My amazing mum was 90 last month. She’s been an actress for 70 years—and on her big day she performed two theater shows before hosting dinner for 30 people. She swims every morning, goes tap dancing every week, and has nearly mastered the names, if not the sexes, of her 18 grandchildren. When someone recently asked her how she is still sparkling at her mighty age, she suggested it might be connected to her lunchtime diet, always the same: a packet of potato crisps and a glass of red wine. She’s sharp, funny, and beautifully eccentric.
But each time we talked this year about her 90th birthday, she asked me not to mention her actual age. “I don’t want people knowing how old I am—they’ll write me off,” she said, in a 90-year-old way. So, in that incredibly patronizing tone that only a 55-year-old can use when addressing her nonagenarian mother, I had a massive talk to her (to her, not with her—she’s my mum, remember).
It went something like this: “Mum, if you’ve arrived at 90 with your health and your faculties intact—not to mention your insistence on sunbathing in a bikini and your refusal to wear clothes to bed—surely that is something to celebrate rather than hide. You fought for female liberation in the ’60s—you can’t now be part of the conspiracy that women are valid only when they are young. We’ve moved on from that. If people are standing up and openly saying ‘I’m LGBTQI’ or ‘I have mental-health issues,’ then surely we should say ‘I’m old’ with pride?”
I didn’t always feel this strongly. Seven years ago, my daughter had an operation that went wrong and left her in chronic physical and mental pain for years. Living with a child whose life is unbearable is a constant, acute agony. And the experience got me thinking: It’s been as bad as it can be, my worst fear was realized, and I’m still here, bruised and a bit battered but clearer, braver, and determined to embrace anything that is positive and kind, unapologetically and optimistically.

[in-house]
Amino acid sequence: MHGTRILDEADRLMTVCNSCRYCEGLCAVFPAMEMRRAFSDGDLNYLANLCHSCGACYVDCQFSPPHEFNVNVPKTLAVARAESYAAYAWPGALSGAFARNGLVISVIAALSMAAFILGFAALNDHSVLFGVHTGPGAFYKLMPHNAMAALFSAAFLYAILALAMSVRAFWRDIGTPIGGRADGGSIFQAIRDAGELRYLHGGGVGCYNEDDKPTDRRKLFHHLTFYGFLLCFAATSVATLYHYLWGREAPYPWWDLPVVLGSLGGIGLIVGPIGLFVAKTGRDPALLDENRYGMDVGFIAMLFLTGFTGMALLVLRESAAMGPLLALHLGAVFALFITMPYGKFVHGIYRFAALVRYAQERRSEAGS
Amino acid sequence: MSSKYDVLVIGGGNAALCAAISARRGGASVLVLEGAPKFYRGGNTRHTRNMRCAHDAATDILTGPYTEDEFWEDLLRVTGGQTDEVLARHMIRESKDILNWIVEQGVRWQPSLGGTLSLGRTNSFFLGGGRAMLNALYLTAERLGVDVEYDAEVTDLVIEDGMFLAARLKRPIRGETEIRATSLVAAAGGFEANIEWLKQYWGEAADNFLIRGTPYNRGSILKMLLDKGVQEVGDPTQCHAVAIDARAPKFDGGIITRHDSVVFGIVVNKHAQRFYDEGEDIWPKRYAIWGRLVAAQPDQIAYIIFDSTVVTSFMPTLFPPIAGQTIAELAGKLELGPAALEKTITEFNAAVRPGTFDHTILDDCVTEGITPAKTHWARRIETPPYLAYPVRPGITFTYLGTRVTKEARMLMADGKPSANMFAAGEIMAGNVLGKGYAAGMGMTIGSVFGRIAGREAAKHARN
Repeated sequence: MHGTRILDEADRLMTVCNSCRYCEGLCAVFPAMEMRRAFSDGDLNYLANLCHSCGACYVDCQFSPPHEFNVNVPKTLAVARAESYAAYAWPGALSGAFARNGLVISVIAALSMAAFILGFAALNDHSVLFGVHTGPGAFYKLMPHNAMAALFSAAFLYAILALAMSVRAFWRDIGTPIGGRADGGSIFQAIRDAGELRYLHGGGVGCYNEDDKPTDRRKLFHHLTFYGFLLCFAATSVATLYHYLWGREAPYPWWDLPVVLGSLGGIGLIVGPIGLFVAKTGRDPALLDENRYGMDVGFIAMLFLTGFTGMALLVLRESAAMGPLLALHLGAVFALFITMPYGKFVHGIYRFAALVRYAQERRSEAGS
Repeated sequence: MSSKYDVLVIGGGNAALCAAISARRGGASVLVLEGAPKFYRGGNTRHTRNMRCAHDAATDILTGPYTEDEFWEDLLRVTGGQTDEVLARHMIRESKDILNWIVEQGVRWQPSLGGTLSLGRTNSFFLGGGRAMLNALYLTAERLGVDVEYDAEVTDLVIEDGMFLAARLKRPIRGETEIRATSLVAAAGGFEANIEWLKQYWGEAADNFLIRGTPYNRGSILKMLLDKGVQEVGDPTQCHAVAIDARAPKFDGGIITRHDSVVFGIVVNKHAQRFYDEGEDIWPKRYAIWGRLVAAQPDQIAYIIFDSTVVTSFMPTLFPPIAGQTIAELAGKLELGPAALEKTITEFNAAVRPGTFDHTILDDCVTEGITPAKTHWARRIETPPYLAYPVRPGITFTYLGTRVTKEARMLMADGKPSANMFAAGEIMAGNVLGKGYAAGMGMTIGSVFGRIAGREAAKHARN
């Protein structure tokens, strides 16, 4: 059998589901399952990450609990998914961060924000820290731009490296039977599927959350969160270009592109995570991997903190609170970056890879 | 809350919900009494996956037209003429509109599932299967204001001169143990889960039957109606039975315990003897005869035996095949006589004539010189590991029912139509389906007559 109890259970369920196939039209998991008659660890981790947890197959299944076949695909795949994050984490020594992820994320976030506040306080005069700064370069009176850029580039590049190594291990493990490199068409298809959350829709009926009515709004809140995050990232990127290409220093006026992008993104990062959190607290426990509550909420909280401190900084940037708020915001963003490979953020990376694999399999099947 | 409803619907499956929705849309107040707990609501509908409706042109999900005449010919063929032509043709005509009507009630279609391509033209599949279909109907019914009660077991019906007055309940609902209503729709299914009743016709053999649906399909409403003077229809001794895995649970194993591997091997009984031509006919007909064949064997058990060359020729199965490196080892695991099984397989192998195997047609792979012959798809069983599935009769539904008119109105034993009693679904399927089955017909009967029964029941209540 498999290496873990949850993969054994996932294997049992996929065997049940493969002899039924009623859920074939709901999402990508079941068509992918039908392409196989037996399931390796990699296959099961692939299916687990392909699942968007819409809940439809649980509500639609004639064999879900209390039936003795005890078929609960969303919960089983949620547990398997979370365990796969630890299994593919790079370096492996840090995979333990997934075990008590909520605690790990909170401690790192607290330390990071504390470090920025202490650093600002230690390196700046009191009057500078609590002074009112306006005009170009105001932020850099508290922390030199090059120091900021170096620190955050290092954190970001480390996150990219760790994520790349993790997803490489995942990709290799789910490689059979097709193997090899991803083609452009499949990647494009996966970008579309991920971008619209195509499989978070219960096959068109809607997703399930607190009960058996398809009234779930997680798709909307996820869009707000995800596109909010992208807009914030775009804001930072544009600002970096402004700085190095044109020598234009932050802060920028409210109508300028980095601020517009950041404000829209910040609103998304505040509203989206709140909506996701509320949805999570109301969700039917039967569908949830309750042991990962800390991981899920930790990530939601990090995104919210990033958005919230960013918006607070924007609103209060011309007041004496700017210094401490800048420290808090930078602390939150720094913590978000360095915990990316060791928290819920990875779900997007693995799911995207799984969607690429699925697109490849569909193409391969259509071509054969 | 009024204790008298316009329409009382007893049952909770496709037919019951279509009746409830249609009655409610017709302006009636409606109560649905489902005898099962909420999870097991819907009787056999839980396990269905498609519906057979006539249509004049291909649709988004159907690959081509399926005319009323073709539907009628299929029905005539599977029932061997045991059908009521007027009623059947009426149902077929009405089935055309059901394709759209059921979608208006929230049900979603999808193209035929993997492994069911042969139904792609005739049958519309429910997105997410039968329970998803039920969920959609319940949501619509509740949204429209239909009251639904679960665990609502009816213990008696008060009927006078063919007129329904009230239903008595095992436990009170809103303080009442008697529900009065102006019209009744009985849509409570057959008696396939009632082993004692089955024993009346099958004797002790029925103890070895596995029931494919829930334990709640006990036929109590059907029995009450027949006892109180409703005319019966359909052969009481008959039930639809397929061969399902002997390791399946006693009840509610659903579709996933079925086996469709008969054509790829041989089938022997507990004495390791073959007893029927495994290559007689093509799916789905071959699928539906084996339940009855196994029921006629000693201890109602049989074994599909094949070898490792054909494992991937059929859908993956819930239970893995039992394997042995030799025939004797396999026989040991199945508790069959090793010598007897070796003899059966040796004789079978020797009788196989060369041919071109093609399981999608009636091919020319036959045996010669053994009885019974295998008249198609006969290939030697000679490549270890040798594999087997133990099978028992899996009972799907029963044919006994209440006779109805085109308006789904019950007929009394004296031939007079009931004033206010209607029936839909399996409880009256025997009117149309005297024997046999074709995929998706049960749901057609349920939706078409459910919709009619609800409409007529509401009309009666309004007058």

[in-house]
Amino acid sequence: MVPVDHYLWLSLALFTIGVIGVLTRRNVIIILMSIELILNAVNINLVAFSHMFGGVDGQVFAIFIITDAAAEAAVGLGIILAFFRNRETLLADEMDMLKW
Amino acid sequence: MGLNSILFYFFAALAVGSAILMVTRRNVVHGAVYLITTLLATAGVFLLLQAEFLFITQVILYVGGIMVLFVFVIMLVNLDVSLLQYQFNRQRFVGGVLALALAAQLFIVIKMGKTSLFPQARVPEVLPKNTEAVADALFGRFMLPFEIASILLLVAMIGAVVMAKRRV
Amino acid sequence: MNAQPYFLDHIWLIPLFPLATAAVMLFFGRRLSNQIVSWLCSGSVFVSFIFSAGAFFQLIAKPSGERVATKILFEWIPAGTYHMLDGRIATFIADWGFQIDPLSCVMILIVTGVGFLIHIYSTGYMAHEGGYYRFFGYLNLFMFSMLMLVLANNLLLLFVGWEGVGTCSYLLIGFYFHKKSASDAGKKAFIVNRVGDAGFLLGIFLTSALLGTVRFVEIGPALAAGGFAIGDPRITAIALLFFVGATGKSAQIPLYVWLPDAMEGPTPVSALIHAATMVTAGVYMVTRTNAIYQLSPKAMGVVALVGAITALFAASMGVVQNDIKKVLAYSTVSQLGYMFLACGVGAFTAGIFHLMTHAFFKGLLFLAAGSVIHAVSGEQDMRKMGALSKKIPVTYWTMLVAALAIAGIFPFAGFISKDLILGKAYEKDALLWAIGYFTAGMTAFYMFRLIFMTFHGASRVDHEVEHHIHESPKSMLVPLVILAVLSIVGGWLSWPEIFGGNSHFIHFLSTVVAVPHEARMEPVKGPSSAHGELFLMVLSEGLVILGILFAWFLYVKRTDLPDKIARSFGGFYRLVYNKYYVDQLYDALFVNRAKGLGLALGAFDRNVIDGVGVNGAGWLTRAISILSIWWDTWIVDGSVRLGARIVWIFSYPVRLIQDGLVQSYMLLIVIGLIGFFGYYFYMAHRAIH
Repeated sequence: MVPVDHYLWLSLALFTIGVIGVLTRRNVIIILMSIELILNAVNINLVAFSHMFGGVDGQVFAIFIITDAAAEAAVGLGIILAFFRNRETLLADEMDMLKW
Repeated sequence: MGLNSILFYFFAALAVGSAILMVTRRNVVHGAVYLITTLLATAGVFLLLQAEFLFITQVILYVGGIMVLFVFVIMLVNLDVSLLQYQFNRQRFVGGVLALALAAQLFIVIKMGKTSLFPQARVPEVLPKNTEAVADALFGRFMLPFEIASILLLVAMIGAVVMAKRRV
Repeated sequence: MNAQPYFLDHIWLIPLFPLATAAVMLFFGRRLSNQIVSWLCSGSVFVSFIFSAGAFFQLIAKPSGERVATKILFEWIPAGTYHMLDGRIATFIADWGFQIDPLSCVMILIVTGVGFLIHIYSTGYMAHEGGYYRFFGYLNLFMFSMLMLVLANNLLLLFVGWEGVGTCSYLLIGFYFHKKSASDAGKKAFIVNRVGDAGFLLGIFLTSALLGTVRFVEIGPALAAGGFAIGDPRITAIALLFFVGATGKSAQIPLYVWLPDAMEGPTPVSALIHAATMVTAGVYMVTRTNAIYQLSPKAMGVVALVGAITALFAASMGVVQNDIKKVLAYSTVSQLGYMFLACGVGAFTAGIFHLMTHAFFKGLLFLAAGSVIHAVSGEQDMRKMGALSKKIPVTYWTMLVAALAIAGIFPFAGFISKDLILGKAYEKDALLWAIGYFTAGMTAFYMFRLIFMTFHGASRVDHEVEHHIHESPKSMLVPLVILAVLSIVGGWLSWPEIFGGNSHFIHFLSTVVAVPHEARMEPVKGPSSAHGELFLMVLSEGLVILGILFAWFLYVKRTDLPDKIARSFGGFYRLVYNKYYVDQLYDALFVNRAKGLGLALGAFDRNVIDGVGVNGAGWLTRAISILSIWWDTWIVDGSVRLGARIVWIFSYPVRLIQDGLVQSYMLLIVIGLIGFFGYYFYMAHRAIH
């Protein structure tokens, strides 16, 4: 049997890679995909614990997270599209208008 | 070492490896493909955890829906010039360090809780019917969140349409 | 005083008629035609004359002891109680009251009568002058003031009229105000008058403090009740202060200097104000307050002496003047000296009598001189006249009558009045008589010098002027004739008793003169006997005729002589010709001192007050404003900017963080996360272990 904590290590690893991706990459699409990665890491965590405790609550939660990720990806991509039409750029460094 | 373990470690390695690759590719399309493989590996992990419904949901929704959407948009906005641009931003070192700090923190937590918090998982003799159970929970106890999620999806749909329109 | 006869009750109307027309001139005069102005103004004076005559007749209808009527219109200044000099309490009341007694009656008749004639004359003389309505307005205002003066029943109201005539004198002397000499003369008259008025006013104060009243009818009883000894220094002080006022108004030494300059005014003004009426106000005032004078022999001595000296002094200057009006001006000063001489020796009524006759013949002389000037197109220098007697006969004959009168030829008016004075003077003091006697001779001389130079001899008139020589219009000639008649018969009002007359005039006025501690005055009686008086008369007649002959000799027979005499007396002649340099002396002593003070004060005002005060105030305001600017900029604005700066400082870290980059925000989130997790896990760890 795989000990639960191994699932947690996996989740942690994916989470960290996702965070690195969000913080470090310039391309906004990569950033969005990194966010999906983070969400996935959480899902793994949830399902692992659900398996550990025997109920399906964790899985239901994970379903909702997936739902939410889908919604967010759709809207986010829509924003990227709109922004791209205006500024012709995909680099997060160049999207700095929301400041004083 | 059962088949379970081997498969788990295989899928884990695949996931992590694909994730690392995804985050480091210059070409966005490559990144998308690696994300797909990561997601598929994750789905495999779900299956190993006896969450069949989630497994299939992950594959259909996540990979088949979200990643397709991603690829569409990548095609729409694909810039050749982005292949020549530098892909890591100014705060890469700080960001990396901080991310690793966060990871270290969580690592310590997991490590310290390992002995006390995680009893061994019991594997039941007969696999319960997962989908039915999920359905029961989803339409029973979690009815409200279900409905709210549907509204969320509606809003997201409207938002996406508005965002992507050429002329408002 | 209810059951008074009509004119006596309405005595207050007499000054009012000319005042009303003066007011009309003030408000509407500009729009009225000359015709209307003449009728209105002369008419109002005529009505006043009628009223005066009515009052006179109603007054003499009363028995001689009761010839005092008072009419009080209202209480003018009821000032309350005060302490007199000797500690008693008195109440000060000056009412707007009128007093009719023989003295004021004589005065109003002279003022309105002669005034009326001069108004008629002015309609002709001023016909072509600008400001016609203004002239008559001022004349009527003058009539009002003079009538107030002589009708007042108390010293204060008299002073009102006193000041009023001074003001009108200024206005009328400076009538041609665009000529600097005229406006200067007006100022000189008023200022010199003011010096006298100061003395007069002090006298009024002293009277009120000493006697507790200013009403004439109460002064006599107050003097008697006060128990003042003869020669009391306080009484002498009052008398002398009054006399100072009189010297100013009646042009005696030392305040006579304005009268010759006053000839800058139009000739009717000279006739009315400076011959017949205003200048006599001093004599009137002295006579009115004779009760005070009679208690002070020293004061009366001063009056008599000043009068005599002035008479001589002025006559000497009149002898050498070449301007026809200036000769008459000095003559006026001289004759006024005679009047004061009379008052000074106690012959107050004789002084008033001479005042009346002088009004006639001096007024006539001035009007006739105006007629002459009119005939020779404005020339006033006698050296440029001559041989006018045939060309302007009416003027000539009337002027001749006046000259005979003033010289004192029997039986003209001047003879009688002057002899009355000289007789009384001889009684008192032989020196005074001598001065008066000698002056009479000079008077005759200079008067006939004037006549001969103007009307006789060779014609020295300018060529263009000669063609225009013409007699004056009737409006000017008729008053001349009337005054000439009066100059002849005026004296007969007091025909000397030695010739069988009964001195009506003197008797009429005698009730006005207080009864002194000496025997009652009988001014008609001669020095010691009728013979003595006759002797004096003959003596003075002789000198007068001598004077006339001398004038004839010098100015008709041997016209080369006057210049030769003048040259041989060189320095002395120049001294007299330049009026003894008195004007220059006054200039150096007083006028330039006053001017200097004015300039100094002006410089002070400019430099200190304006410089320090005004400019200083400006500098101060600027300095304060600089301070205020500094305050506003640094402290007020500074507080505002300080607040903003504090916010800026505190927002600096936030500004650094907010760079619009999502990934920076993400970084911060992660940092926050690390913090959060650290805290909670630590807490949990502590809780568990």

Consequently, along with saying goodbye to a wrinkle-free face, I’ve stopped trying to get life right all the time. Ten years as a TV interviewer and 20 years as a mother and producer have earned me a master’s degree in “pretending you know what you’re talking about,” with a postgraduate qualification in “not being found out.” I already don’t get life right all the time, and I now know that’s never going to change. I’m shedding the dread of thinking, “What if I make a mistake?” I’ve made so many. What if I go on making mistakes?
I definitely will. What if one of my kids gets sick—like, really sick? She did. But we survived.
I’m not interested in spending my 50s pretending I’m in my 40s—and the surprise is … I really like getting old. I’m aware I’m lucky in health and circumstances, but I enjoy being 20 years older than the rest of the guest list and still being the last to leave a party. I relish my mission to introduce the denim jumpsuit as a requisite uniform for those over 50.
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I’m finally delighted to be 5 foot 3 and have bid farewell to high heels because they are ridiculous inventions and I feel like an arse in them. I don’t want Botox to make me look like I’ve never had a sleepless night or a troubled thought. I’d rather be mutton dressed as happy mutton than mutton dressed as lamb. And if that leads to job limitations, I’d rather work elsewhere. I want to embrace the meaningful creases and the deep laugh lines, because there is a lot of stuff to laugh at. I don’t want to say, “Thank you,” if someone politely says, “You don’t look your age.” I’ve started being insulted by the comment instead, as I was when I was 12.
I’m 55½, and I’m excited about the future. As long as health and memory hold out, the next few decades could be the climax, the payback, the prize, the finest and most fearless stage of all. I’m optimistic about balancing work and home when my kids eventually bugger off, eating potato crisps and drinking red wine at lunchtime, and finally being allowed to wear a big T-shirt that says “Seriously F—ing Old.”